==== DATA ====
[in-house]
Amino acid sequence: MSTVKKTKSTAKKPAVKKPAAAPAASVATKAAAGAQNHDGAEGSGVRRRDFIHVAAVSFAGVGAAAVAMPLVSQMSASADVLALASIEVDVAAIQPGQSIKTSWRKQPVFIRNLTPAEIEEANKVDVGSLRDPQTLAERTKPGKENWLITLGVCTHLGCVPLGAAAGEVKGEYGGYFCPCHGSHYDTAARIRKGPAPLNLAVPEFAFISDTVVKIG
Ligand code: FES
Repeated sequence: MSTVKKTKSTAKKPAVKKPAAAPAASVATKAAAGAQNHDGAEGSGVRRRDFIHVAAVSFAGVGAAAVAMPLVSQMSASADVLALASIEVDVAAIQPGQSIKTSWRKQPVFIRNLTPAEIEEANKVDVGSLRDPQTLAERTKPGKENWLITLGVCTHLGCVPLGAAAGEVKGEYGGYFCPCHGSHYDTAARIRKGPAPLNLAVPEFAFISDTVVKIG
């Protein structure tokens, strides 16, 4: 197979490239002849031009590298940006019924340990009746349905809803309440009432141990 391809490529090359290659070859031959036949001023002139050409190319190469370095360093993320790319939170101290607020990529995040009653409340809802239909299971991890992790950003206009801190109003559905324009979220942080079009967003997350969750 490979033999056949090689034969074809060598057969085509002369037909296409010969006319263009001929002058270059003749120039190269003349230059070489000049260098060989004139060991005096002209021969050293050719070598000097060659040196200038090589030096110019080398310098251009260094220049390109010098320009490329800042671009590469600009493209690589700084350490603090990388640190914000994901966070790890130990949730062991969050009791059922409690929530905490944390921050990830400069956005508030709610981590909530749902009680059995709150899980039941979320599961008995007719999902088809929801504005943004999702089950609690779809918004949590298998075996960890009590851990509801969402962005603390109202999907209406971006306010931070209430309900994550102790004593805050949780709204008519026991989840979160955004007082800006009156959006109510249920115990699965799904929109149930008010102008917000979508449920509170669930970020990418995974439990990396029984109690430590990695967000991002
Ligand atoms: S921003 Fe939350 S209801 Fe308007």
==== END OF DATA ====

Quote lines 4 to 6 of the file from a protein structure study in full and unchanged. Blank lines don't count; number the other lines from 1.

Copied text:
Repeated sequence: MSTVKKTKSTAKKPAVKKPAAAPAASVATKAAAGAQNHDGAEGSGVRRRDFIHVAAVSFAGVGAAAVAMPLVSQMSASADVLALASIEVDVAAIQPGQSIKTSWRKQPVFIRNLTPAEIEEANKVDVGSLRDPQTLAERTKPGKENWLITLGVCTHLGCVPLGAAAGEVKGEYGGYFCPCHGSHYDTAARIRKGPAPLNLAVPEFAFISDTVVKIG
């Protein structure tokens, strides 16, 4: 197979490239002849031009590298940006019924340990009746349905809803309440009432141990 391809490529090359290659070859031959036949001023002139050409190319190469370095360093993320790319939170101290607020990529995040009653409340809802239909299971991890992790950003206009801190109003559905324009979220942080079009967003997350969750 490979033999056949090689034969074809060598057969085509002369037909296409010969006319263009001929002058270059003749120039190269003349230059070489000049260098060989004139060991005096002209021969050293050719070598000097060659040196200038090589030096110019080398310098251009260094220049390109010098320009490329800042671009590469600009493209690589700084350490603090990388640190914000994901966070790890130990949730062991969050009791059922409690929530905490944390921050990830400069956005508030709610981590909530749902009680059995709150899980039941979320599961008995007719999902088809929801504005943004999702089950609690779809918004949590298998075996960890009590851990509801969402962005603390109202999907209406971006306010931070209430309900994550102790004593805050949780709204008519026991989840979160955004007082800006009156959006109510249920115990699965799904929109149930008010102008917000979508449920509170669930970020990418995974439990990396029984109690430590990695967000991002
Ligand atoms: S921003 Fe939350 S209801 Fe308007």